HomeSide found it was picking up a good deal of lending business from QuickenMortgage, in addition to the traffic from its own site. Electronic customers were different, says Davis, "and we found we weren't servicing them quite like they wanted to be serviced." For example, once the potential customer went through the prequalifying process, it was customary' for HomeSide to call the customer directly, but electronic customers preferred to be contacted via email. So HomeSide created a small group in its consumer direct area just to work the business that came in electronically.

Nationwide, the mortgage business in 1998 could reach the $800 billion level. Less than 1 percent of that will be originated over the Internet. However, some observers predict that by 2000, Internet originations could reach 8.5 percent.

The Internet could change the mortgage business entirely. Consumers who buy homes or do a refinancing dread the seemingly endless paperwork shuffle and visits to the bank or mortgage broker. "The more we can do electronically with less people," Davis concludes, "the better we are going to be able to serve those customers in a refinance boom like we are in today."

Vocabulary Builder

Electronic Journal Entry: Debit and credit data that is electronically transmitted and processed via the LAN.

Internet origination: A loan closed via the internet. At the moment not a possibility, but expected to be a big part of the mortgage business.

Local Area Network (LAN): Communications system that connects one computer to another, with applications remaining in a central location.

Lock-in: Establishing an interest rate at application that is guaranteed. One of the myriad parts of the mortgage business that can now be done via the Internet.

Transactional software: High-volume, consumer, interactive software built with security in mind because it transmits financial or credit card information.

Thought Leader

"In general, financial processes make the most sense on the Internet because all the information is essentially bits," says Alison Berkley, a senior product manager with Intuit Inc. "There is very little physical procurement required in finance. Internet users seem to be very comfortable with some aspects of transacting business on the Internet and less comfortable with others. They were more concerned about sending out data electronically." In the past, a major issue has been security, but that is abating. In such financial areas as mortgages, taxes, and investments, Berkley anticipates Internet usage will grow exponentially over the next few years.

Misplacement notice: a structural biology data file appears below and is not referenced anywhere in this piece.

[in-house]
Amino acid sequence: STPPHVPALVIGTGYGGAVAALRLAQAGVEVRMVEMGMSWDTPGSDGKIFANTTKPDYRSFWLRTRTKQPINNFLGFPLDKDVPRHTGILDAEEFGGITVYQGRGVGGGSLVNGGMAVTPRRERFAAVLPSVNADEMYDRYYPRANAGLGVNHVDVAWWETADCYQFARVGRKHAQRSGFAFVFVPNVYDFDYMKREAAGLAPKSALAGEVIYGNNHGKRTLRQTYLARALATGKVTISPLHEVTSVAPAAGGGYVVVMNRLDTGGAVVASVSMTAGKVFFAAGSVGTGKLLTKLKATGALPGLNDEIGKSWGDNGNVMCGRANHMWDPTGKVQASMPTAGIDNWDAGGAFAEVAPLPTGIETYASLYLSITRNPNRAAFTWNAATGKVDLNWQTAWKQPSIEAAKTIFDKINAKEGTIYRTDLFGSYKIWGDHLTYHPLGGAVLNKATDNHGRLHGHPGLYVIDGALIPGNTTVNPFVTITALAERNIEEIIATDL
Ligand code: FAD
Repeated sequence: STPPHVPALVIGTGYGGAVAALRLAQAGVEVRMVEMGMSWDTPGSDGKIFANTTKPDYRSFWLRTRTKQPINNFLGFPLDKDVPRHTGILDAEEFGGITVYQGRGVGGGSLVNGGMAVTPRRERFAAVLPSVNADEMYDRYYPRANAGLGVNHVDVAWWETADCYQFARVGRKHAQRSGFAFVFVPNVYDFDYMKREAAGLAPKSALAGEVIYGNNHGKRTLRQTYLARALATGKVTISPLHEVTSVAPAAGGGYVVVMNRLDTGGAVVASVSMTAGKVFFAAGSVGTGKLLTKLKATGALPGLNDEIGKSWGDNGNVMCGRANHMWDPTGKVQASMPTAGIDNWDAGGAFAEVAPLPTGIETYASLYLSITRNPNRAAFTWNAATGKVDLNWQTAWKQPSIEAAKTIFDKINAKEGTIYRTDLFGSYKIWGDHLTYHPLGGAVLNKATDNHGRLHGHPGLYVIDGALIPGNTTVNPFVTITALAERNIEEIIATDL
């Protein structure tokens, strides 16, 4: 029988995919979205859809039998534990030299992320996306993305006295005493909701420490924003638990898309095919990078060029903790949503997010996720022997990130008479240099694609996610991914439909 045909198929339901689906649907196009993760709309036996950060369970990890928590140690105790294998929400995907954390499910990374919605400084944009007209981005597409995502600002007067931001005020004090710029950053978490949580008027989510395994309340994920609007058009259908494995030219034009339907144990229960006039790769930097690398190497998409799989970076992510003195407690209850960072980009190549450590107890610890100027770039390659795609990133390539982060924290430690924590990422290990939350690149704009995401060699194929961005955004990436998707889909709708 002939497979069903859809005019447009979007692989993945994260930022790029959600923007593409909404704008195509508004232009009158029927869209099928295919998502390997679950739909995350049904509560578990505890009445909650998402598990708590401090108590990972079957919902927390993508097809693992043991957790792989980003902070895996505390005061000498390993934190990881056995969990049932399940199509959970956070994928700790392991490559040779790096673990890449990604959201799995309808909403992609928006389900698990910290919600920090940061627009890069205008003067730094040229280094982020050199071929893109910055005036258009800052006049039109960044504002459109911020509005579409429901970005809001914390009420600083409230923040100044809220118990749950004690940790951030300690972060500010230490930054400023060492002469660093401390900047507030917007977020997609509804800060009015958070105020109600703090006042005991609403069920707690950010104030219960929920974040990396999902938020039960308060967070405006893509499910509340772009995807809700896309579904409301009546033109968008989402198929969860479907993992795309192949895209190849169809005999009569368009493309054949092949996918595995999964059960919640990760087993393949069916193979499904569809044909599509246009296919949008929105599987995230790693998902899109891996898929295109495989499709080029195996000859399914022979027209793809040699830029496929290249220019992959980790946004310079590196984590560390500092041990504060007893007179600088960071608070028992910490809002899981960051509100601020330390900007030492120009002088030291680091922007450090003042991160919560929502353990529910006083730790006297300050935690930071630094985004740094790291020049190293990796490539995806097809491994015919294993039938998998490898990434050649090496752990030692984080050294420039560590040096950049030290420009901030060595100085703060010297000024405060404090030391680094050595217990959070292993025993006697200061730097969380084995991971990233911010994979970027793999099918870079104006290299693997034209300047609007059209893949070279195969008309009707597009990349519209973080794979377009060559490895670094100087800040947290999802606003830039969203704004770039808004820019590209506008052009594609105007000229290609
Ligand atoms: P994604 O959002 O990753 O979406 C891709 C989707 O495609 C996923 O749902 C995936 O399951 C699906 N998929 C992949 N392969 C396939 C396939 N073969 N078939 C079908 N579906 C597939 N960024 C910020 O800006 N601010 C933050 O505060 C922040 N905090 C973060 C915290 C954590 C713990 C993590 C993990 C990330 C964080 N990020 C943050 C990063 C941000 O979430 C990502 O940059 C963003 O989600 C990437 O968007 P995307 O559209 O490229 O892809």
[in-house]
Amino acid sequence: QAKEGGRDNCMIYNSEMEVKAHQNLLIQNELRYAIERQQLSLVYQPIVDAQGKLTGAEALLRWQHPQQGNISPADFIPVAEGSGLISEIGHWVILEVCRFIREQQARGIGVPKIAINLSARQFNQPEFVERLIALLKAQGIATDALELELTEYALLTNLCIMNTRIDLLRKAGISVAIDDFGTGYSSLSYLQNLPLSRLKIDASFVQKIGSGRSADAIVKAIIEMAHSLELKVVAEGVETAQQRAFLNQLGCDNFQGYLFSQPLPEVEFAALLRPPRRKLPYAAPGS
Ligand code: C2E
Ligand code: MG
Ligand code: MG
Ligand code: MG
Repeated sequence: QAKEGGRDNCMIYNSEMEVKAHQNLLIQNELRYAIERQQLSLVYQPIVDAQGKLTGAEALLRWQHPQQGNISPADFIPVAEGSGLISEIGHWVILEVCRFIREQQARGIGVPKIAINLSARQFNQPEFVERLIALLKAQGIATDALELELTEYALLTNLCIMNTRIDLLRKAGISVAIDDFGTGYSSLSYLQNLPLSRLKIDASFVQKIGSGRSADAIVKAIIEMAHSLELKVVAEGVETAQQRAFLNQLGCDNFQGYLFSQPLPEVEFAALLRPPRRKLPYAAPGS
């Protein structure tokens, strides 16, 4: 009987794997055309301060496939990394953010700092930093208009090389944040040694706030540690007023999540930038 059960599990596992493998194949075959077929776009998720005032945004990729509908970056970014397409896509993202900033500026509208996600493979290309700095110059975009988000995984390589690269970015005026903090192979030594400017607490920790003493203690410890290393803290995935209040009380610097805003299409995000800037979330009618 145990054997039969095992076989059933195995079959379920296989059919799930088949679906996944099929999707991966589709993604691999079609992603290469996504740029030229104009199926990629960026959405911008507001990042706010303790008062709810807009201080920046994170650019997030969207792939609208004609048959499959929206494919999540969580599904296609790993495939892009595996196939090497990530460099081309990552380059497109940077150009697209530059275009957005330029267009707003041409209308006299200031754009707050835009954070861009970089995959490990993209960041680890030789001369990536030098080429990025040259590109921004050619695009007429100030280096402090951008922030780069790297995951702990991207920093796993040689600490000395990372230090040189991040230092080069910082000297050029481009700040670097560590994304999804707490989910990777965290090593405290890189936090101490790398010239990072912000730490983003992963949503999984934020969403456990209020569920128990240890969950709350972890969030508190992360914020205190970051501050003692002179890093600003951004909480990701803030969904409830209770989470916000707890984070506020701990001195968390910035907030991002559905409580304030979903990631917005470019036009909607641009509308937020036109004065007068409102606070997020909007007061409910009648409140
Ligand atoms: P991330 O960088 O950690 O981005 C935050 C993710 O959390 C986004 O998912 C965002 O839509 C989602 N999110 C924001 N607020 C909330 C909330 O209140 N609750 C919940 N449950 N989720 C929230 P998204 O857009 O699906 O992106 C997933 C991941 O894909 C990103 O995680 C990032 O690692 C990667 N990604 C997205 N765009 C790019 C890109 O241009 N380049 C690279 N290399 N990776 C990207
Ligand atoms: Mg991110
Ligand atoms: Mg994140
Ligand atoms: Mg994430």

There are certain areas, such as taxes and investments, that easily allow information to be downloaded, where it is clear the Internet makes sense, Berkley says. "For those types of processes we are further along. We already have a lot of that groundwork in place. In areas like mortgages, we have made some progress in on-line applications, but in terms of really integrating the whole process, including underwriting, appraisals, and title, we are still at the beginning."

The issue for companies today is not whether they want transactional capabilities on their Web sites, Berkley says, but whether they want to build the software themselves. "Being able to build transactional software is a different core competency than being able to provide financial products. Most companies realize integrating transactional capabilities makes sense and they are now at the point of evaluating how they want to get there. The question is, do they want to build or do they want to buy?"

Christopher Elliott, an Annapolis, MD-based freelance journalist, customizes his articles and Web sites for a host of clients, including Chief Executive. JoAnn Greco has automated the sales of her business and technology articles by replacing her tattered Rolodex with a Filemaker database. Logistics specialist Peter Buxbaum writes about, well, logistics, from his New Jersey home office. Despite his bent for covering finance and technology, Mesa, AZ-based writer Steve Bergsman relies on his wife for household finance and his son for computer maintenance.
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Article Details
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Title Annotation:Technology and the CEO: Nightmares, Daydreams, Solutions; Nightmares; HomeSide Lending's technological sophistication
Author:Bergsman, Steve
Publication:Chief Executive (U.S.)
Date:Feb 15, 1998
Previous Article:Filling in the gaps.
Next Article:The call of the wild.